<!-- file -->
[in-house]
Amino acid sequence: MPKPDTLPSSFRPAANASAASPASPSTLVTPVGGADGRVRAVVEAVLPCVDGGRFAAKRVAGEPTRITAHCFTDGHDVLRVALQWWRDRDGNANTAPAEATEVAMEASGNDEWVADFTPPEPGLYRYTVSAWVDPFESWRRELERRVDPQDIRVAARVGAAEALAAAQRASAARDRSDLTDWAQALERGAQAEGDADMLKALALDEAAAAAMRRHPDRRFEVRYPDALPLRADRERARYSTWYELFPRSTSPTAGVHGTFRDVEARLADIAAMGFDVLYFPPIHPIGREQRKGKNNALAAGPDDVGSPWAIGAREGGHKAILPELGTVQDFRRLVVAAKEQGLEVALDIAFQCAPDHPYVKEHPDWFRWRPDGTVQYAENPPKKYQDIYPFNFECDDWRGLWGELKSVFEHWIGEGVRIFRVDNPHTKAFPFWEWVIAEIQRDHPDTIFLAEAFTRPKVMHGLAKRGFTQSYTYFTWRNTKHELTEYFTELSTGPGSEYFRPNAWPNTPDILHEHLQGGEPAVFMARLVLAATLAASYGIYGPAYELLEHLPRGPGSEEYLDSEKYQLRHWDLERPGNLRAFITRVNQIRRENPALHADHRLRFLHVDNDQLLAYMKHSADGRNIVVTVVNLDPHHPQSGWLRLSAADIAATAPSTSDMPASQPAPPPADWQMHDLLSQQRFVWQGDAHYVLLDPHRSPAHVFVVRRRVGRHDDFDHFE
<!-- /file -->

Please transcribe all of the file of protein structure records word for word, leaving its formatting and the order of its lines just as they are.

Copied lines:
[in-house]
Amino acid sequence: MPKPDTLPSSFRPAANASAASPASPSTLVTPVGGADGRVRAVVEAVLPCVDGGRFAAKRVAGEPTRITAHCFTDGHDVLRVALQWWRDRDGNANTAPAEATEVAMEASGNDEWVADFTPPEPGLYRYTVSAWVDPFESWRRELERRVDPQDIRVAARVGAAEALAAAQRASAARDRSDLTDWAQALERGAQAEGDADMLKALALDEAAAAAMRRHPDRRFEVRYPDALPLRADRERARYSTWYELFPRSTSPTAGVHGTFRDVEARLADIAAMGFDVLYFPPIHPIGREQRKGKNNALAAGPDDVGSPWAIGAREGGHKAILPELGTVQDFRRLVVAAKEQGLEVALDIAFQCAPDHPYVKEHPDWFRWRPDGTVQYAENPPKKYQDIYPFNFECDDWRGLWGELKSVFEHWIGEGVRIFRVDNPHTKAFPFWEWVIAEIQRDHPDTIFLAEAFTRPKVMHGLAKRGFTQSYTYFTWRNTKHELTEYFTELSTGPGSEYFRPNAWPNTPDILHEHLQGGEPAVFMARLVLAATLAASYGIYGPAYELLEHLPRGPGSEEYLDSEKYQLRHWDLERPGNLRAFITRVNQIRRENPALHADHRLRFLHVDNDQLLAYMKHSADGRNIVVTVVNLDPHHPQSGWLRLSAADIAATAPSTSDMPASQPAPPPADWQMHDLLSQQRFVWQGDAHYVLLDPHRSPAHVFVVRRRVGRHDDFDHFE